It wasn’t hard for Boro to imagine how things had probably gone down in the galley between when he left and when they received Dr. Sufai’s call. Meeron was born and raised on Bykol, a largely agricultural world near the borders of the Human Interstellar Dependency, and had only moved off-world a few years earlier. Meslina had cut her teeth out of the Academy almost twenty years earlier during the Unification Resistance, when some of Earth’s outermost colonies, particularly the self-sufficient ones including Bykol, rejected the authority of the newly formed ORC – Outer Rim Confederacy, which joined the Humans, Winti and Fusir into a single alliance. Unlikely that Meslina and Meeron ever actually saw any combat on opposite sides of each other, but the tension was still there. Someone looked at someone sideways. Someone probably dropped the word “rockhopper”, used by homeworlders to elicit an image of tiny insignificant rocks even though they were sometimes two or even three times larger than Earth itself. That’s probably when “milkweed” was tossed back. Normally these things could be laughed-out, a sort of competition as to who could take the worst insult without breaking a sweat, but this whole mission was beginning to take its toll.
The complete radio silence that was necessary to keep the ship ghosted had left everyone feeling more alone in the darkness of space than any of them were used to.
“That’s a lot of time to be flying ghosted,” Surch had said, his mouth hidden behind the brown hand that stroked his trimmed dark beard, when the Forseti’s senior officers were first presented with a flight plan at their mission briefing back on Earth. Admiral Sarita Fan stood by the display, hands clasped in front of her, waiting for the room to process her presentation. Captain Pueson sat at attention, while Meslina had her arms crossed and was leaning back in her chair like Surch.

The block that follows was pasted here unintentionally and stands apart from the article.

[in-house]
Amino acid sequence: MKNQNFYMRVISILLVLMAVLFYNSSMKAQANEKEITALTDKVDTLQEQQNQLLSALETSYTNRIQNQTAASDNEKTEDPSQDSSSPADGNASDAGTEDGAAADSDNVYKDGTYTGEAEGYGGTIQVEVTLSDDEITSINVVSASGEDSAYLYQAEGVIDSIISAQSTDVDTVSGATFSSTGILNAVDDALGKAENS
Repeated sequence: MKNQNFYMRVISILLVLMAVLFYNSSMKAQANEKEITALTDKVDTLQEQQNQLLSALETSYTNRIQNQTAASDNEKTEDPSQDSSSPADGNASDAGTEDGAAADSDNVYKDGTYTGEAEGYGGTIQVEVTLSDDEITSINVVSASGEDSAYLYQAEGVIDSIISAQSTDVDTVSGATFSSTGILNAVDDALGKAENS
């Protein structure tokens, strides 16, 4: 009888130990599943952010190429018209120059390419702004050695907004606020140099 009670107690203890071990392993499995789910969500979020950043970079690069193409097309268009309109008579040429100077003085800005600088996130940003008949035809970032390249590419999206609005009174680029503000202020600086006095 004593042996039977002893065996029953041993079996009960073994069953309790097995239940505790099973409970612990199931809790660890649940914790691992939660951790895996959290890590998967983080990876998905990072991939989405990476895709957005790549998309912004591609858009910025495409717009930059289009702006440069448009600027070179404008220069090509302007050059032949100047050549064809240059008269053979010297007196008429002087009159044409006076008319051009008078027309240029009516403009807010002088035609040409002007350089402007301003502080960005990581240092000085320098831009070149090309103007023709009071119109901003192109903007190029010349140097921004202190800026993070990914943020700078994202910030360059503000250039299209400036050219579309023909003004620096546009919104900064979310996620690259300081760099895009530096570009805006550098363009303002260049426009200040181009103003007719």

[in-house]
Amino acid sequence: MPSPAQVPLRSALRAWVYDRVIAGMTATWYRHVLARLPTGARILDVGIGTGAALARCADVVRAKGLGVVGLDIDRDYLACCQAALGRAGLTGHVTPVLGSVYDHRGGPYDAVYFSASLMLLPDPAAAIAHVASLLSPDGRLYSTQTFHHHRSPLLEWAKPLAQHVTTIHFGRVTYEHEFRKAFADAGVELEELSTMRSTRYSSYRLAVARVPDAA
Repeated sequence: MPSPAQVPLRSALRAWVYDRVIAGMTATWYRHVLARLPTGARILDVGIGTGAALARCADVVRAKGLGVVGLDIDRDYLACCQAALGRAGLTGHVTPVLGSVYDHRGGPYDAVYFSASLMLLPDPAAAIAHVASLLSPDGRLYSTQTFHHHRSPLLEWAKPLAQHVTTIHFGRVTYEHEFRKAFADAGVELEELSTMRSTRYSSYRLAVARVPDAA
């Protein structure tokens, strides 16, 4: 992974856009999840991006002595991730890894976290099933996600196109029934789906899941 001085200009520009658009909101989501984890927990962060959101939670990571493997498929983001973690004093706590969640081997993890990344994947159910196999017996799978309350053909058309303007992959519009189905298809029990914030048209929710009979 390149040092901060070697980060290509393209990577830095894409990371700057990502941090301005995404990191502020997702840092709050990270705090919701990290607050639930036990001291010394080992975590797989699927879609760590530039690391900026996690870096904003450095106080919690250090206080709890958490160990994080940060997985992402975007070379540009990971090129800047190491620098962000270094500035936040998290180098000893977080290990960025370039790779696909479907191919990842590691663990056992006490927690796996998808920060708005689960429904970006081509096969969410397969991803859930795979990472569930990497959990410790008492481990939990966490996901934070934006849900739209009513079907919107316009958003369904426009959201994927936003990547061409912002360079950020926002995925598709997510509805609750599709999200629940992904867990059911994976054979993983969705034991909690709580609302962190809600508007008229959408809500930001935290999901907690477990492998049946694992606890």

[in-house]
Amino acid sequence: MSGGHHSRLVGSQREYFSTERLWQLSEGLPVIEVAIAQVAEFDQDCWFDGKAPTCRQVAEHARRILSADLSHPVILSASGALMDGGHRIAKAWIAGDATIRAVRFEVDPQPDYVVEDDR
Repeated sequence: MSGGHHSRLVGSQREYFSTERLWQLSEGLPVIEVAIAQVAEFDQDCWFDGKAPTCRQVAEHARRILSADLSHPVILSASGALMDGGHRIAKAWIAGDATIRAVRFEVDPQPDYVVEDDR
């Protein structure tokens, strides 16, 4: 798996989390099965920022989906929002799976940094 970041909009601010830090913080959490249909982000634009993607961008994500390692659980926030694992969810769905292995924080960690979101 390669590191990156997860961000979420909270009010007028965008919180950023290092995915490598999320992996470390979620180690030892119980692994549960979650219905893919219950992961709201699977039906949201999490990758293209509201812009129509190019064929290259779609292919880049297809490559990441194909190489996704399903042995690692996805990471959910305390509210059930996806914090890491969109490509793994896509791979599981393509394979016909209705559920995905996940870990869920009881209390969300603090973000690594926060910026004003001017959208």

Boro interlaced his fingers and pointed towards the map. “At least there’s the layover at Yshot Station.”
“I’m afraid it’s not that kind of layover,” Admiral Fan corrected. “The Station has been made to look mostly decommissioned, and there will be no disembarking. You’ll be flying there light to make good time and then stock up to the brim for the next leg of your journey.”
“Yeah, about that, Admiral,” Surch said. “From Yshot Station out beyond the Thorian frontier in what’s basically a straight line? No offence to all you good folks in Intelligence but unless you’ve got someone on the inside steering this, I don’t see how we can stay off the Thorians’ sensors, even when ghosted.”
The other woman with Admiral Fan, shorter by a head and with the kind of presence that made Boro forget that she was even in the room, stepped into the light of the wall projection. “Your concerns are perfectly valid, Lieutenant Guraty, but you will have all the help you’ll need.” The Intelligence officer, who thought that introductions were an unnecessary frivolity and therefore didn’t choose to share her name, looked down at her personal terminal.